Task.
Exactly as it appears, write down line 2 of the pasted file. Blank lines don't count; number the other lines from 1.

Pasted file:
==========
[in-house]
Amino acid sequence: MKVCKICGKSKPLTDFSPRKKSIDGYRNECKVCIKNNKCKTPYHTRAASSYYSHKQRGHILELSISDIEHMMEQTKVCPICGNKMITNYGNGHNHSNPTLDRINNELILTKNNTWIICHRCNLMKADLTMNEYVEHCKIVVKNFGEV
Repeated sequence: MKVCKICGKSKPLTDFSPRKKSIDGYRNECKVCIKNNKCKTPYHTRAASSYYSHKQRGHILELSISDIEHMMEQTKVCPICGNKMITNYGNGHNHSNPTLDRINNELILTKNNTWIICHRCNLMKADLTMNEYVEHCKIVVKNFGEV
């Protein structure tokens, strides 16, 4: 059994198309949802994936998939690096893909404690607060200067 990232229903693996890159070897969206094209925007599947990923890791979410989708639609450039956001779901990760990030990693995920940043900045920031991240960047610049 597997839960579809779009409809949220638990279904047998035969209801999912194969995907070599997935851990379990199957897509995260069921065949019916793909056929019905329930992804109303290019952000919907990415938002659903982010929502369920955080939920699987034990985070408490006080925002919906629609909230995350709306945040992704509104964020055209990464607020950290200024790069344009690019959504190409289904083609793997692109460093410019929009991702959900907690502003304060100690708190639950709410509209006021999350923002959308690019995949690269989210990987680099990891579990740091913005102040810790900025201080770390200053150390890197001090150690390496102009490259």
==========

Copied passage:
Amino acid sequence: MKVCKICGKSKPLTDFSPRKKSIDGYRNECKVCIKNNKCKTPYHTRAASSYYSHKQRGHILELSISDIEHMMEQTKVCPICGNKMITNYGNGHNHSNPTLDRINNELILTKNNTWIICHRCNLMKADLTMNEYVEHCKIVVKNFGEV